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Dr Christopher Davis

Research Associate

Research Associate in the Department of Archaeology


Chris undertook both his BA and MA in Archaeology at Durham University and continued his studies in the Department of Archaeology with an AHRC funded PhD. His thesis, ‘Early Buddhist Monasteries in Sri Lanka: a landscape approach’, was linked to an AHRC-funded investigation of the hinterland of Anuradhapura, in the Northern Dry Zone of Sri Lanka. This study integrated archaeological evidence from excavations and landscape survey with epigraphic, textual and ethnographic sources to investigate the social, administrative and economic functions of Buddhist monasteries, including the role of monastic enterprise in the colonisation of marginal land, around the city of Anuradhapura between c. 340 BCE to 1200 CE.

Working within the UNESCO Chair in Archaeological Ethics and Practice in Cultural Heritage, Chris’ research relates to the archaeology of South Asia, with a continued focus towards the development of religious institutions. Located at the interface between archaeology, epigraphy, ethnography and heritage management, these elements are combined through site and landscape based approaches to provide understandings on the development of societies in the past as well as the ramifications for heritage in the present.

Chris is a member of UNESCO-sponsored archaeological investigations in the natal landscape of the Buddha, refining and characterising archaeological sequences at the sites of Lumbini and Tilaurakot (Nepal). He is part of a team that is now developing these methodologies across the Kathmandu Valley UNESCO World Heritage Property (Nepal) in multi-disciplinary post-earthquake archaeological responses to heritage damaged and destroyed in the 2015 Nepal earthquakes. These investigations are identifying and characterising archaeological sequences and assessing foundations of collapsed monuments to guide future development and reconstruction, whilst protecting cultural heritage. This methodology has now been developed through British Academy sponsored fieldwork at Jaffna Fort, in Northern Sri Lanka, where damaged heritage is assessed and the earliest sequences of the site are being uncovered and linked to Indian Ocean trade networks.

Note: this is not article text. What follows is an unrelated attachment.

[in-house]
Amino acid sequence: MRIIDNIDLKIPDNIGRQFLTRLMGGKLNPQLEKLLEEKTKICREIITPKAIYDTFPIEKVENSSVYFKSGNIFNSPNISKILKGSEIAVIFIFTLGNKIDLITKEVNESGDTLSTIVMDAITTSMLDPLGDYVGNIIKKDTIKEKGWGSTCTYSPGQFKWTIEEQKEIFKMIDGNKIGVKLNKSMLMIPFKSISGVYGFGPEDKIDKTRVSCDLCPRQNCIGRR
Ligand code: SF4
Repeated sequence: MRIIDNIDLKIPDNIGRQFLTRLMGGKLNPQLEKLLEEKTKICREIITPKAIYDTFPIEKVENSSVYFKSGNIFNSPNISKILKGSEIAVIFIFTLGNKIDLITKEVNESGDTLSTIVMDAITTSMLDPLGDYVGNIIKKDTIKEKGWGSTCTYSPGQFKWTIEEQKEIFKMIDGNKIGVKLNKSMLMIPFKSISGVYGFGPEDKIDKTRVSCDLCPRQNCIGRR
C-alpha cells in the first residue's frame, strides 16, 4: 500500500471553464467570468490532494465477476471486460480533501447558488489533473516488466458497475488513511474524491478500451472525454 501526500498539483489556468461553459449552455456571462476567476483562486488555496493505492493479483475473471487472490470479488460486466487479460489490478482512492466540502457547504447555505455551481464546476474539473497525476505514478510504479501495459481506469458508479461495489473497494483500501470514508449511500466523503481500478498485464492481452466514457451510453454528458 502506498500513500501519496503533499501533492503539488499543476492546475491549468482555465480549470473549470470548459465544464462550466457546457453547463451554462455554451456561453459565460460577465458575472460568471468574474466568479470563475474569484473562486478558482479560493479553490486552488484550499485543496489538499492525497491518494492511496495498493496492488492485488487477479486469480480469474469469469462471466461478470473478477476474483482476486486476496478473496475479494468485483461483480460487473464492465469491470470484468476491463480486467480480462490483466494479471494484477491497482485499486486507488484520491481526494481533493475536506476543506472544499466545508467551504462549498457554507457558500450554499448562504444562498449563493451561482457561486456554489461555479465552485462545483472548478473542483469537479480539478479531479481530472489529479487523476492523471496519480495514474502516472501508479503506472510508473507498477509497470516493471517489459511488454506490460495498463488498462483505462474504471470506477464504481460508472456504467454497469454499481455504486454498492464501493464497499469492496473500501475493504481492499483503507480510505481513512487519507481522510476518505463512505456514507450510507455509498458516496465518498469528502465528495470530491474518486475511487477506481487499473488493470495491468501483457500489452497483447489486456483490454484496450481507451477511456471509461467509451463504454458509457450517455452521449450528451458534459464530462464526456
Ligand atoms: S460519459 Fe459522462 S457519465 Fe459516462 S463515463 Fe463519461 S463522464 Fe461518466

In addition to fieldwork in Sri Lanka (Anuradhapura, Polonnaruva, Jaffna) and Nepal (Lumbini, Tilaurakot and Kathmandu Valley), Chris has been part of archaeological projects in Bangladesh (Bagerhat, Mahasthangarh and Paharpur), India (Champaner-Pavagadh and Sarnath), Iran (Sialk) and Cambodia (Siem Reap – Angkor).


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